Good deal gone bad: Glitch causes overcharge for promo airfares

Southwest Airlines passenger planes are seen at Chicago's Midway Airport in Illnois May 31, 2012. (AFP Photo / Karen BLEIER)
A number of Southwest Airlines customers who thought they were getting a good deal buying promotional half-priced tickets ended up paying for much more than they expected. The firm says a glitch caused the multiple bookings.

­The company, celebrating the fact that its Facebook page had reached three million fans, slashed ticket prices by 50 per cent, saying the “overwhelming response” to the offer caused “website performance issues.

"We realize that some customers were charged more than once for the same reservation,” a statement on the company’s website reads.

As the promo was underway on Friday, the company became aware of these issues when it started experiencing website slowdowns and noticed its clients had to repeatedly refresh pages to buy tickets online, company spokesperson Ashley Dillon said.

It wasn’t a hack, it was just a technology glitch in our system that caused that,” Dillon noted.

Hundreds of angry clients were soon posting stories on Facebook and their blogs about how their credit cards were charged multiple times.

I was charged 30 times x $779.20 for $23,376.00 on my AMEX card,” User Robert Solloway commented on the company’s Facebook page. “I had to put a hold all purchases due to the SWA error. How is SWA going to compensate for this?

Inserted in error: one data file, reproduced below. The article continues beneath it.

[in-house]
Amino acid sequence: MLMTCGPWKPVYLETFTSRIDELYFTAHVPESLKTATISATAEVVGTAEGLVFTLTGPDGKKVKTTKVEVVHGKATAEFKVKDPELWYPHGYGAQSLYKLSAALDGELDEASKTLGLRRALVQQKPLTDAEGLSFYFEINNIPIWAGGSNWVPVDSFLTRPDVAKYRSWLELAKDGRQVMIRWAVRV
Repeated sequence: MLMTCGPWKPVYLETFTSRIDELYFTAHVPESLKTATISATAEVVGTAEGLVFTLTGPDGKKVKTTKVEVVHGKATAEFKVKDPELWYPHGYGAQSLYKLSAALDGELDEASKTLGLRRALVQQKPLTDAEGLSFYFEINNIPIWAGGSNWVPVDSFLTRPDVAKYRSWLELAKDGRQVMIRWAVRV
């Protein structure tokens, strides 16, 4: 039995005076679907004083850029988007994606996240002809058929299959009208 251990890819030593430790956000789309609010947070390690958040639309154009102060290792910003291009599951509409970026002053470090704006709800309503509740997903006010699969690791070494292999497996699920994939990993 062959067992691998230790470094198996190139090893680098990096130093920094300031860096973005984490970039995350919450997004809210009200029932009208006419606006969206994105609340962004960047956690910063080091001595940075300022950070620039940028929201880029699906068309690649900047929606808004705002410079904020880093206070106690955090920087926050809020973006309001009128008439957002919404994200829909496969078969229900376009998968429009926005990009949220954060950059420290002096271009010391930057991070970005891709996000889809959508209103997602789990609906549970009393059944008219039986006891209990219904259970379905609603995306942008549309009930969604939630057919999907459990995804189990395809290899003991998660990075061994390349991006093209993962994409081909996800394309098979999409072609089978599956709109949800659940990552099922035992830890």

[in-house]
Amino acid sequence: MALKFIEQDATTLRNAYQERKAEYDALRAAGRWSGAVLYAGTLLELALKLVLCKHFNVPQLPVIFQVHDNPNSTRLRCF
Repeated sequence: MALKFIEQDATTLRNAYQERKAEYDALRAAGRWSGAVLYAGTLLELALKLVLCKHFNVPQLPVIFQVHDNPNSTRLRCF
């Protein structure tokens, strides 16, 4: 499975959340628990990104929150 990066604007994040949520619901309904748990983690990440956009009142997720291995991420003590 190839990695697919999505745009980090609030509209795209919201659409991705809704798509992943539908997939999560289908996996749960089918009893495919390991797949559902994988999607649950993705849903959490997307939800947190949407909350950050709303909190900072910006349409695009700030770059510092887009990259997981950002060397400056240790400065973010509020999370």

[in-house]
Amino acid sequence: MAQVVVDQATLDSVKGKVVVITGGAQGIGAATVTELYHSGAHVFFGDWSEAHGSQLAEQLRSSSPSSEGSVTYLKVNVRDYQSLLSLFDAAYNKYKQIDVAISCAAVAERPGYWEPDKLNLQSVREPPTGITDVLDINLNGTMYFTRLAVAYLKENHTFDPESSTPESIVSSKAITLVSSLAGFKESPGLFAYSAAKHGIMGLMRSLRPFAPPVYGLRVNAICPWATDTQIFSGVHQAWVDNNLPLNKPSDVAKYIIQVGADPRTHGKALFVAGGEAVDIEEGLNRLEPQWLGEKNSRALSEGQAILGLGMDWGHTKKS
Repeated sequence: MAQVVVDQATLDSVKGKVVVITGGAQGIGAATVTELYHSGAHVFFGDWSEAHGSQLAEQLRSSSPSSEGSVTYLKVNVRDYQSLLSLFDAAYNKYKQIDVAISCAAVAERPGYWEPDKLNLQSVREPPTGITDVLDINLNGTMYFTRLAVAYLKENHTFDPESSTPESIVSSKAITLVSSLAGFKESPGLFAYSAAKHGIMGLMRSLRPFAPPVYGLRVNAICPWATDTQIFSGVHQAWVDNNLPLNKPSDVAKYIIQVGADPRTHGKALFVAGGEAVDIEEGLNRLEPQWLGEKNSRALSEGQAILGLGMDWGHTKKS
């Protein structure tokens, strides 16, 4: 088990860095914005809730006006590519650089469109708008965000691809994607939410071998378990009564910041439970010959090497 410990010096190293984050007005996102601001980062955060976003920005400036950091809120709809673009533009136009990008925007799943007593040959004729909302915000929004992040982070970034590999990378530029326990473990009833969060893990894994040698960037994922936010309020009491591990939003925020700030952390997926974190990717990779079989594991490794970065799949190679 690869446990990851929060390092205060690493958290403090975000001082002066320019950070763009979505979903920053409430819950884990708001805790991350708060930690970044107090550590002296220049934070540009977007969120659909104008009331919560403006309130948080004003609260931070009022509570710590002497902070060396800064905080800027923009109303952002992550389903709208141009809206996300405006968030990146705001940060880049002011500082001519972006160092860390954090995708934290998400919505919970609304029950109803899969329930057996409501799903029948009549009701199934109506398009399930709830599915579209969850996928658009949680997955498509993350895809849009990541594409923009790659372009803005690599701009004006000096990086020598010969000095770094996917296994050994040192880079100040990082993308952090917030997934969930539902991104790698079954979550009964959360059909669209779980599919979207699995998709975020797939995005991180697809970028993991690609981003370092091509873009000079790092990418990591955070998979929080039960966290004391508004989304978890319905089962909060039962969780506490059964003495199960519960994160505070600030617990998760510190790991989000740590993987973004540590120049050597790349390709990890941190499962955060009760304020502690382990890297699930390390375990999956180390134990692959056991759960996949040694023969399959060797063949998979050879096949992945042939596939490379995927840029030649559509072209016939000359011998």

Another user, Sean Mahan, was more even more hostile in his comment.

Each over purchase cost customers overdraft problems and charges, and tied up cash from checking accounts creating a domino effect,” he wrote. “You owe for every overdraft period. Pay up or you'll see a billion dollar class action lawsuit.

Would-be flyers wrote about the negative effect the “glitch” could have on their credit history. Some report that their checking accounts were drained and that their credit cards were cancelled.

Suzanne Worrell was eager to pay just $69.60 to fly from Virginia to visit her dad in Georgia. However, after she was done with the online transaction, Southwest’s website froze and she failed to receive an e-mail verifying her purchase. She then logged in to her credit card’s website and saw that she was being billed for 20 seats.

They’ve charged over $1,400 now for a $69 ticket,” she said.

The company’s phone lines were overwhelmed by a flurry of frustrated clients complaining about being overcharged.

Southwest says it will refund all duplicate purchases and cancel all additional reservations. The air carrier also assured customers that it would reimburse any overdraft penalties they were forced to pay for overspending their limit.

It is our goal to rectify this issue as quickly as possible and minimize any inconvenience to you, our valued customers,” Southwest says in its online statement.